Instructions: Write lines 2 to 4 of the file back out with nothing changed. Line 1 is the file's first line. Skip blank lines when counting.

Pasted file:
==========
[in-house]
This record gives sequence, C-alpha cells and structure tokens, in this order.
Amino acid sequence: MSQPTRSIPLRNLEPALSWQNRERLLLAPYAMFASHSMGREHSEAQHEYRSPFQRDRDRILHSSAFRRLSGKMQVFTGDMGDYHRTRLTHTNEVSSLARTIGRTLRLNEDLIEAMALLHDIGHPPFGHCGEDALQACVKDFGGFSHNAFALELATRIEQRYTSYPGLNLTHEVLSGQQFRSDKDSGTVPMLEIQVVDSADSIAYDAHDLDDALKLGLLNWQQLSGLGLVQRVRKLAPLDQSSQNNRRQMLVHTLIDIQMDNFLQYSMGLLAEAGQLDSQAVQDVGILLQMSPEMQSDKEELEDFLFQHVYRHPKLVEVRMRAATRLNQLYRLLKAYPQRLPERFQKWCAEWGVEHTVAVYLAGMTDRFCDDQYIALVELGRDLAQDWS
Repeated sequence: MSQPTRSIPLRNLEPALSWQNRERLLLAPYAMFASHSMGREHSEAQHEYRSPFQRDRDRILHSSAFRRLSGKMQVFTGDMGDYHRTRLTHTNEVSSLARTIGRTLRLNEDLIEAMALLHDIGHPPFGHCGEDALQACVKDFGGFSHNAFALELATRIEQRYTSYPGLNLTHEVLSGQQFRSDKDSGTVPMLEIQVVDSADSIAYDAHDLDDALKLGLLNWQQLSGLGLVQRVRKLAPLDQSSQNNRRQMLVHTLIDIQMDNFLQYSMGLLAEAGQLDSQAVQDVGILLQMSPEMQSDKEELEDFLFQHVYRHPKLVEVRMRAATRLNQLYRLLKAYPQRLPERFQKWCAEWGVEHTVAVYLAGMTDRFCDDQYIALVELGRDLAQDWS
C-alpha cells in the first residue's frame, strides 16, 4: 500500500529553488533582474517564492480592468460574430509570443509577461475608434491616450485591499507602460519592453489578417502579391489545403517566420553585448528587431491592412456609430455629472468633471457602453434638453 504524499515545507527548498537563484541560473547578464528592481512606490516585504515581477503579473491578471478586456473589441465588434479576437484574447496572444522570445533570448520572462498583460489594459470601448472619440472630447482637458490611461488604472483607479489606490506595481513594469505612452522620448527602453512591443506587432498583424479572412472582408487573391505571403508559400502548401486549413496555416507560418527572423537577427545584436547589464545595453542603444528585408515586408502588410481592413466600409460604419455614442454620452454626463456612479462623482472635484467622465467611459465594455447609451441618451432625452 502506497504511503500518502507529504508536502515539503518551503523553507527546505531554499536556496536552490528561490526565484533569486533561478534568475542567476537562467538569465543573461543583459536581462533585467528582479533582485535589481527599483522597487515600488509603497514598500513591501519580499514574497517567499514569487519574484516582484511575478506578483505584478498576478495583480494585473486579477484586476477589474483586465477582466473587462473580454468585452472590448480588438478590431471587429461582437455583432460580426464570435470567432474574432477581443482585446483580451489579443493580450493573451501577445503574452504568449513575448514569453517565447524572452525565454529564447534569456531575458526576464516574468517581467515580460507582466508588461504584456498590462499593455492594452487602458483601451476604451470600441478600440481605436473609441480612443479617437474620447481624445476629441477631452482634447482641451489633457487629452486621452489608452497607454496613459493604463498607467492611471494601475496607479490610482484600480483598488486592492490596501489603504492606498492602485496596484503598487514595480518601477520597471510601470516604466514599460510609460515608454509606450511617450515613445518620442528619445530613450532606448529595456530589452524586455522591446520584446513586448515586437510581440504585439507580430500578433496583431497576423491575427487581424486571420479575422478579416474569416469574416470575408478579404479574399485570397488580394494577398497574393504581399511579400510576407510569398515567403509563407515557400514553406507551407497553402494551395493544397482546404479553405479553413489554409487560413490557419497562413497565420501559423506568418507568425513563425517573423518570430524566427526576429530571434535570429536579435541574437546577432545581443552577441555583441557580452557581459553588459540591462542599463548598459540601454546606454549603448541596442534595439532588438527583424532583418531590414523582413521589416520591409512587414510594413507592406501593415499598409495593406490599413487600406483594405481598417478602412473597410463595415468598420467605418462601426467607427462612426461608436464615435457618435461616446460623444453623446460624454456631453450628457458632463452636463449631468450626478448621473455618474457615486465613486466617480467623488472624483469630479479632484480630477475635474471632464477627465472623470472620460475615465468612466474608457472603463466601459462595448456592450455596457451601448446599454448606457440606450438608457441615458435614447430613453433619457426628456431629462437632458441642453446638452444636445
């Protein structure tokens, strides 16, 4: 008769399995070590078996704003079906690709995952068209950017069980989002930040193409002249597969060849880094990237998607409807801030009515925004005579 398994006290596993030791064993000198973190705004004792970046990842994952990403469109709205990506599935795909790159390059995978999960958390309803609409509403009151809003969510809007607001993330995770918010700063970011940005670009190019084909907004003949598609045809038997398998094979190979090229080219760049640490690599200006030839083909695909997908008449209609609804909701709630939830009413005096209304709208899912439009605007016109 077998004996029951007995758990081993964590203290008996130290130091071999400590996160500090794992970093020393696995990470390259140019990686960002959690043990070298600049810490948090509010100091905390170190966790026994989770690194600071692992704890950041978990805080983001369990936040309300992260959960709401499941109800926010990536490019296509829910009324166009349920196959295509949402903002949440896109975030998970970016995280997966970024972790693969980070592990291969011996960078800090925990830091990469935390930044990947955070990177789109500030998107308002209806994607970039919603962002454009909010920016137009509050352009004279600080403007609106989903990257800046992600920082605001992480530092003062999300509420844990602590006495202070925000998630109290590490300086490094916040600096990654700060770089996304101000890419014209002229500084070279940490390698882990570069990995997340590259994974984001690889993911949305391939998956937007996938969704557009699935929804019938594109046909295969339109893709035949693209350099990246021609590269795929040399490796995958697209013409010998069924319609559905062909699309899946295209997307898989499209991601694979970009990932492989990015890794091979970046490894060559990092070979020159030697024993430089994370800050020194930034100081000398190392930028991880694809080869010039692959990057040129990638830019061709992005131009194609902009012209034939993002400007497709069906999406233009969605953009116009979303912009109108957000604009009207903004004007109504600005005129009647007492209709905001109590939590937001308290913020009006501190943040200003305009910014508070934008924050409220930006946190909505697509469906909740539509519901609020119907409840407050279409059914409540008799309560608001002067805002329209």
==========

This record gives sequence, C-alpha cells and structure tokens, in this order.
Amino acid sequence: MSQPTRSIPLRNLEPALSWQNRERLLLAPYAMFASHSMGREHSEAQHEYRSPFQRDRDRILHSSAFRRLSGKMQVFTGDMGDYHRTRLTHTNEVSSLARTIGRTLRLNEDLIEAMALLHDIGHPPFGHCGEDALQACVKDFGGFSHNAFALELATRIEQRYTSYPGLNLTHEVLSGQQFRSDKDSGTVPMLEIQVVDSADSIAYDAHDLDDALKLGLLNWQQLSGLGLVQRVRKLAPLDQSSQNNRRQMLVHTLIDIQMDNFLQYSMGLLAEAGQLDSQAVQDVGILLQMSPEMQSDKEELEDFLFQHVYRHPKLVEVRMRAATRLNQLYRLLKAYPQRLPERFQKWCAEWGVEHTVAVYLAGMTDRFCDDQYIALVELGRDLAQDWS
Repeated sequence: MSQPTRSIPLRNLEPALSWQNRERLLLAPYAMFASHSMGREHSEAQHEYRSPFQRDRDRILHSSAFRRLSGKMQVFTGDMGDYHRTRLTHTNEVSSLARTIGRTLRLNEDLIEAMALLHDIGHPPFGHCGEDALQACVKDFGGFSHNAFALELATRIEQRYTSYPGLNLTHEVLSGQQFRSDKDSGTVPMLEIQVVDSADSIAYDAHDLDDALKLGLLNWQQLSGLGLVQRVRKLAPLDQSSQNNRRQMLVHTLIDIQMDNFLQYSMGLLAEAGQLDSQAVQDVGILLQMSPEMQSDKEELEDFLFQHVYRHPKLVEVRMRAATRLNQLYRLLKAYPQRLPERFQKWCAEWGVEHTVAVYLAGMTDRFCDDQYIALVELGRDLAQDWS